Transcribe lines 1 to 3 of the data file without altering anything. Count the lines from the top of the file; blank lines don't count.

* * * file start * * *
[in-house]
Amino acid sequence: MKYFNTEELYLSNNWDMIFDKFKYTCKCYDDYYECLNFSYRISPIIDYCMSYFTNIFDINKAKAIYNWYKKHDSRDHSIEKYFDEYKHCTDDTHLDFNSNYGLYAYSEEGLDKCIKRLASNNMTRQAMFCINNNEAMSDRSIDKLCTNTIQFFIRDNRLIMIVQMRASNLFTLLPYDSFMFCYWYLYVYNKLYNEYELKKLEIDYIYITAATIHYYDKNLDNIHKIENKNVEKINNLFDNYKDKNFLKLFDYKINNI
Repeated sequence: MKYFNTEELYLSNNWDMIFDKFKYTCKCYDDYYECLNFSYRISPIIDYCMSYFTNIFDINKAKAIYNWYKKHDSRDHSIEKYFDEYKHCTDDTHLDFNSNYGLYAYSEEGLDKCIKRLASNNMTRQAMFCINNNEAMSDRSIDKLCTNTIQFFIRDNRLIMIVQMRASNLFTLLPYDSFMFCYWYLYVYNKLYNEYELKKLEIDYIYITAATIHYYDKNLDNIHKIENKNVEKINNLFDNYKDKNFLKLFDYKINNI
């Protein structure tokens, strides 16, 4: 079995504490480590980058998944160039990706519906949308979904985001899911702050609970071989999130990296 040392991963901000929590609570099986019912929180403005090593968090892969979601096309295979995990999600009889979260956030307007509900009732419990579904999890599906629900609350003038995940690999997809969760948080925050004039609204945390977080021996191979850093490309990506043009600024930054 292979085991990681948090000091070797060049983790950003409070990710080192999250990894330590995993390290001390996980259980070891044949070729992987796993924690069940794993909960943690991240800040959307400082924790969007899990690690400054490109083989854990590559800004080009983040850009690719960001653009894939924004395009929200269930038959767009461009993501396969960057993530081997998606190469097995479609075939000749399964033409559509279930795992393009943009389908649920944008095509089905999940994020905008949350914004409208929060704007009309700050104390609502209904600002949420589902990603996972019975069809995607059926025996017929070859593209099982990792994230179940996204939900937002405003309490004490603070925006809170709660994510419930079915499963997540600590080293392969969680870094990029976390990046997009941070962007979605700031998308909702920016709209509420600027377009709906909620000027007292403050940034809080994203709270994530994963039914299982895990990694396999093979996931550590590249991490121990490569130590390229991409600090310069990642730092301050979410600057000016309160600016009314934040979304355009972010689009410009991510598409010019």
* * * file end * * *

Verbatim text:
[in-house]
Amino acid sequence: MKYFNTEELYLSNNWDMIFDKFKYTCKCYDDYYECLNFSYRISPIIDYCMSYFTNIFDINKAKAIYNWYKKHDSRDHSIEKYFDEYKHCTDDTHLDFNSNYGLYAYSEEGLDKCIKRLASNNMTRQAMFCINNNEAMSDRSIDKLCTNTIQFFIRDNRLIMIVQMRASNLFTLLPYDSFMFCYWYLYVYNKLYNEYELKKLEIDYIYITAATIHYYDKNLDNIHKIENKNVEKINNLFDNYKDKNFLKLFDYKINNI
Repeated sequence: MKYFNTEELYLSNNWDMIFDKFKYTCKCYDDYYECLNFSYRISPIIDYCMSYFTNIFDINKAKAIYNWYKKHDSRDHSIEKYFDEYKHCTDDTHLDFNSNYGLYAYSEEGLDKCIKRLASNNMTRQAMFCINNNEAMSDRSIDKLCTNTIQFFIRDNRLIMIVQMRASNLFTLLPYDSFMFCYWYLYVYNKLYNEYELKKLEIDYIYITAATIHYYDKNLDNIHKIENKNVEKINNLFDNYKDKNFLKLFDYKINNI